Obstruction and obfuscation by fossil fuel companies?

In December 2019, Commissioner Roberto Cadiz told COP25 that the three-year Philippines Human Rights Commission National Inquiry on Climate Change will soon release its report. He said the Commissioners have made their decision: the 47 biggest Carbon Majors have violated the human rights of  Philippine citizens through their contributions to climate change, and can be held legally liable for those violations under existing Philippines civil law. Cadiz said it may also be possible to hold the companies criminally accountable “where they have been clearly proved to have engaged in acts of obstruction and willful obfuscation.” 

How strong is the evidence that big fossil fuel companies knowingly concealed the hazards that they knew would result from the normal use of their fossil fuel products through misrepresentation about those products and deliberately discrediting scientific information related to climate change? Read the impressive amicus brief in the San Mateo litigation. It lays out evidence that the fossil fuel companies had actual knowledge of the risks of their products and had taken “proactive steps to conceal their knowledge and discredit climate science” while at the same time taking steps to protect their own assets from the impacts of climate change. 

The brief starts this way:

"At least fifty years ago, Defendants-Appellants (hereinafter, “Defendants”) had information from their own internal research, as well as from the international scientific community, that the unabated extraction, production, promotion, and sale of their fossil fuel products would result in material dangers to the public. Defendants failed to disclose this information or take steps to protect the public. They also acted affirmatively to conceal their knowledge and discredit climate science, running misleading nationwide marketing campaigns and funding junk science to manufacture uncertainty, in direct contradiction to their own research and the actions they themselves took to protect their assets from climate change impacts such as sea level rise."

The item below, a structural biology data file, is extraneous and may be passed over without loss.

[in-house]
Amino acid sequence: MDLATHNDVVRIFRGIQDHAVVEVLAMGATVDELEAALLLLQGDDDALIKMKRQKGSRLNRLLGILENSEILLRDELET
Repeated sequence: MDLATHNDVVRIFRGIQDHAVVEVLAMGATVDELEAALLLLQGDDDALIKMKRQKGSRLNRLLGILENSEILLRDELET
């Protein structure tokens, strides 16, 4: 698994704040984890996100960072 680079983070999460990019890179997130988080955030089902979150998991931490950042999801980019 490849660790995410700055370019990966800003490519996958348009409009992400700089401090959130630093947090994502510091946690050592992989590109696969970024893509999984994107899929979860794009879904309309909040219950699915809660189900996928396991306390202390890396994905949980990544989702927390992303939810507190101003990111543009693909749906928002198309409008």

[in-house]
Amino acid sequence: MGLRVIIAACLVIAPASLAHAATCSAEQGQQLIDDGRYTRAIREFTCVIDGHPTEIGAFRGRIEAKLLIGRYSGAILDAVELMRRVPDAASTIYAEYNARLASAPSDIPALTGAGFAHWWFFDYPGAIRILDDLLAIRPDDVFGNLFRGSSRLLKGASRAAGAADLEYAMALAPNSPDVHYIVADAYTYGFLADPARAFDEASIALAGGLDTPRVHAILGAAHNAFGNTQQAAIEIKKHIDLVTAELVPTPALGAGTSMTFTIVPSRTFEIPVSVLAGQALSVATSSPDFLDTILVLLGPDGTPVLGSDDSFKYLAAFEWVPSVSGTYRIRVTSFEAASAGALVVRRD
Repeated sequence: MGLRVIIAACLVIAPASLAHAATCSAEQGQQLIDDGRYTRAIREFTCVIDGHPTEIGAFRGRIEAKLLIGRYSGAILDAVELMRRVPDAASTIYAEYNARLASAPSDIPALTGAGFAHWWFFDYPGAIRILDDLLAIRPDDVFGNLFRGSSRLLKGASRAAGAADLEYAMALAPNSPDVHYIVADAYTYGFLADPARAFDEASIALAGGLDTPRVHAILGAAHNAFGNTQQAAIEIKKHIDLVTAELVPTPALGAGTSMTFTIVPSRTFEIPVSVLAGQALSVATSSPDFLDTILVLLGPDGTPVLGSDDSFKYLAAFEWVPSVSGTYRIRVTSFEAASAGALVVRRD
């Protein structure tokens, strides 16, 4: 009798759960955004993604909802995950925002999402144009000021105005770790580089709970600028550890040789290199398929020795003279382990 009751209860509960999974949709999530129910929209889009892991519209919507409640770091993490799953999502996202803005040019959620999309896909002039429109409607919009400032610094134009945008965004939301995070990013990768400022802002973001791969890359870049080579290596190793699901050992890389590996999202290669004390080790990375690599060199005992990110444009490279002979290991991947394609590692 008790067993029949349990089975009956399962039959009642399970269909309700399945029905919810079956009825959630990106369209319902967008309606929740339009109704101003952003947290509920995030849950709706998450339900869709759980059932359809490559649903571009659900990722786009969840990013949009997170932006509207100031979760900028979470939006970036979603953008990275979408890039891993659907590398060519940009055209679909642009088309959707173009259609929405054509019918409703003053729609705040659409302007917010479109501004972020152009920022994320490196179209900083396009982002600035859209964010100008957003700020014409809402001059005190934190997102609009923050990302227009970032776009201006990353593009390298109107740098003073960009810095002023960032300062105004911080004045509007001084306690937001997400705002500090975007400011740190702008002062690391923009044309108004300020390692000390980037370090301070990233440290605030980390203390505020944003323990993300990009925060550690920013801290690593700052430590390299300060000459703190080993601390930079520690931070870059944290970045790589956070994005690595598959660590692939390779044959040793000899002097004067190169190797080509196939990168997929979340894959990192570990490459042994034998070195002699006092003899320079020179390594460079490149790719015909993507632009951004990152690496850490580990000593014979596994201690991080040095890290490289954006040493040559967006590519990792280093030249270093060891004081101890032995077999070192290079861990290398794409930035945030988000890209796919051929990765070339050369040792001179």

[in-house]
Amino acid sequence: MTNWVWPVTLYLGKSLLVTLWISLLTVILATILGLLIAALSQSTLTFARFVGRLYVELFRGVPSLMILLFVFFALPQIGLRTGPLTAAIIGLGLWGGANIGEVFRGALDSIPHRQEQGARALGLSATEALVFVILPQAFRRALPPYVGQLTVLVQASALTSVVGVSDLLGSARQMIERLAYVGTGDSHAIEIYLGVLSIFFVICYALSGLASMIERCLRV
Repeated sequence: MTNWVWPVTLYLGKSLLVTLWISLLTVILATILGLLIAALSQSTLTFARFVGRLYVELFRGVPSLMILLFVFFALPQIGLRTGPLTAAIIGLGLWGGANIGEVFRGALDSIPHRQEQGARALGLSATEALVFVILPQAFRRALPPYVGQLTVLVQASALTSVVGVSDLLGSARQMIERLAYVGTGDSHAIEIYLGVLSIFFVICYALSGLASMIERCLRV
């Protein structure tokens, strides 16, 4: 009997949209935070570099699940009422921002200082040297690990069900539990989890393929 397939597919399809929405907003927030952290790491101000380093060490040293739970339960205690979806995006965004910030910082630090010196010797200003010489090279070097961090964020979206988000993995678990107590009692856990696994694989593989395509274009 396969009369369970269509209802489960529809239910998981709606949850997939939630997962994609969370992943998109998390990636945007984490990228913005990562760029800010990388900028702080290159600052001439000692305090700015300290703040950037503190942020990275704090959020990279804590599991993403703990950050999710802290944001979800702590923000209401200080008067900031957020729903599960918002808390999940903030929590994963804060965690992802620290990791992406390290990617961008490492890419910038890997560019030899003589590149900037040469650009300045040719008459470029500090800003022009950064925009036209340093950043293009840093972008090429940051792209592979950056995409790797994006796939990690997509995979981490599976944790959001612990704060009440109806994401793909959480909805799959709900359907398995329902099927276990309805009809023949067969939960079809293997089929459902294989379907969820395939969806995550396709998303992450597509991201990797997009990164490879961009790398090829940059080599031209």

More Posts

More evidence that Alberta’s oil industry is not “ethical”

Alberta claims to have an ethical oil industry. An ethical industry would pay its way and clean up its own mess. This is called the Polluter Pay principle and it’s fundamental to Canadian environmental law. Unfortunately, that’s not what’s happening...

Read More

Climate litigation: Exciting victories

"Gradually, then suddenly". After many years of hard work, climate litigation is racking up unprecedented victories around the world. Both companies (Shell) and governments (Belgium, France, Germany, etc.) have been found to be negligent and in breach of human rights...

Read More

Indigenous climate action and moose

I was delighted to listen to the most recent episode of the Indigenous Climate Action pod, called "In the Know - Respect the Moose". This episode focusses on the animals' long-term relationship with indigenous peoples across Canada, and how that...

Read More

Of course land is not interchangeable

So the Ford government will protect some land somewhere in exchange for its dozens of abusive, developer- friendly MZOs? That only makes it ok if land is interchangeable like Lego blocks. Which is nonsense. Of course they should expand protected...

Read More

Can PACE take off?

Municipalities across Canada are grappling with how to honour their climate emergency declarations and net-zero commitments. To reach net-zero by 2050, municipalities would have to ensure deep energy efficiency and /or renewable energy retrofits in an average of ~3% of...

Read More
View All Posts